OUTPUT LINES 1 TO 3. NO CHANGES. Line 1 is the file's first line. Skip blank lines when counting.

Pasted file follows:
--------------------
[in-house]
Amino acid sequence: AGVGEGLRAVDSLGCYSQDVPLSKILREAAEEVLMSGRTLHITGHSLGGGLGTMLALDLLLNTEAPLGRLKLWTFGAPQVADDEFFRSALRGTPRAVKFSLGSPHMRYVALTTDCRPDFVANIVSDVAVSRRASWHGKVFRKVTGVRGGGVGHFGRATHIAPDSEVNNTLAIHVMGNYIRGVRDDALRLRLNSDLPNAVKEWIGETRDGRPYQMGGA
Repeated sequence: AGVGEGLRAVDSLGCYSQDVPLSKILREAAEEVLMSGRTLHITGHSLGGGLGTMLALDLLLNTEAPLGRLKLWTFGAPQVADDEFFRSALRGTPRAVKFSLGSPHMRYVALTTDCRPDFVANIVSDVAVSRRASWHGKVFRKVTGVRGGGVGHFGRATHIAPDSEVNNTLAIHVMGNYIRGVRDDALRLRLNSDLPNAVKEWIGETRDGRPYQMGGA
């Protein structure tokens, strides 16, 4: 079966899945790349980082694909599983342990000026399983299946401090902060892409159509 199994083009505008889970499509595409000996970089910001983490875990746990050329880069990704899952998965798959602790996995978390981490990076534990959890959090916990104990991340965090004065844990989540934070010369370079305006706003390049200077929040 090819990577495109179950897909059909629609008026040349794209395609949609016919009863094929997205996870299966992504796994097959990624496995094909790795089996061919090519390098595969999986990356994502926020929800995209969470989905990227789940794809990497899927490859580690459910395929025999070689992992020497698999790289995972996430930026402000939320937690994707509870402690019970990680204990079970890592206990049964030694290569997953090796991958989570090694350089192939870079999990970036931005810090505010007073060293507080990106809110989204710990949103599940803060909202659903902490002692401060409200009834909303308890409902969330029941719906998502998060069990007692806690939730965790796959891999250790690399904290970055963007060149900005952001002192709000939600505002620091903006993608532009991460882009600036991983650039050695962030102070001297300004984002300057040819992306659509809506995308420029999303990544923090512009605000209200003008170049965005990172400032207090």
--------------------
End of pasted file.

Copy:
[in-house]
Amino acid sequence: AGVGEGLRAVDSLGCYSQDVPLSKILREAAEEVLMSGRTLHITGHSLGGGLGTMLALDLLLNTEAPLGRLKLWTFGAPQVADDEFFRSALRGTPRAVKFSLGSPHMRYVALTTDCRPDFVANIVSDVAVSRRASWHGKVFRKVTGVRGGGVGHFGRATHIAPDSEVNNTLAIHVMGNYIRGVRDDALRLRLNSDLPNAVKEWIGETRDGRPYQMGGA
Repeated sequence: AGVGEGLRAVDSLGCYSQDVPLSKILREAAEEVLMSGRTLHITGHSLGGGLGTMLALDLLLNTEAPLGRLKLWTFGAPQVADDEFFRSALRGTPRAVKFSLGSPHMRYVALTTDCRPDFVANIVSDVAVSRRASWHGKVFRKVTGVRGGGVGHFGRATHIAPDSEVNNTLAIHVMGNYIRGVRDDALRLRLNSDLPNAVKEWIGETRDGRPYQMGGA